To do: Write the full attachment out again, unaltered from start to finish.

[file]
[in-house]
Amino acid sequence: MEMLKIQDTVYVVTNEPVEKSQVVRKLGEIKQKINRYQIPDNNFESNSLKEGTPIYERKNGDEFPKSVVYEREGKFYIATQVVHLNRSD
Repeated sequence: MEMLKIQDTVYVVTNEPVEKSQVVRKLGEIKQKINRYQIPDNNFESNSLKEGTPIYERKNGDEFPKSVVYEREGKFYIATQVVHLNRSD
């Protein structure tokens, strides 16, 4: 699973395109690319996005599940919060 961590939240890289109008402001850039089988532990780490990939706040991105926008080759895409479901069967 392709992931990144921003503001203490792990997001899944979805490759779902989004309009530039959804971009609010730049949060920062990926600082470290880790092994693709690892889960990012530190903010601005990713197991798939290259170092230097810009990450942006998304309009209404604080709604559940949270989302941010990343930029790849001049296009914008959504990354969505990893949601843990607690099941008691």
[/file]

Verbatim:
[in-house]
Amino acid sequence: MEMLKIQDTVYVVTNEPVEKSQVVRKLGEIKQKINRYQIPDNNFESNSLKEGTPIYERKNGDEFPKSVVYEREGKFYIATQVVHLNRSD
Repeated sequence: MEMLKIQDTVYVVTNEPVEKSQVVRKLGEIKQKINRYQIPDNNFESNSLKEGTPIYERKNGDEFPKSVVYEREGKFYIATQVVHLNRSD
């Protein structure tokens, strides 16, 4: 699973395109690319996005599940919060 961590939240890289109008402001850039089988532990780490990939706040991105926008080759895409479901069967 392709992931990144921003503001203490792990997001899944979805490759779902989004309009530039959804971009609010730049949060920062990926600082470290880790092994693709690892889960990012530190903010601005990713197991798939290259170092230097810009990450942006998304309009209404604080709604559940949270989302941010990343930029790849001049296009914008959504990354969505990893949601843990607690099941008691």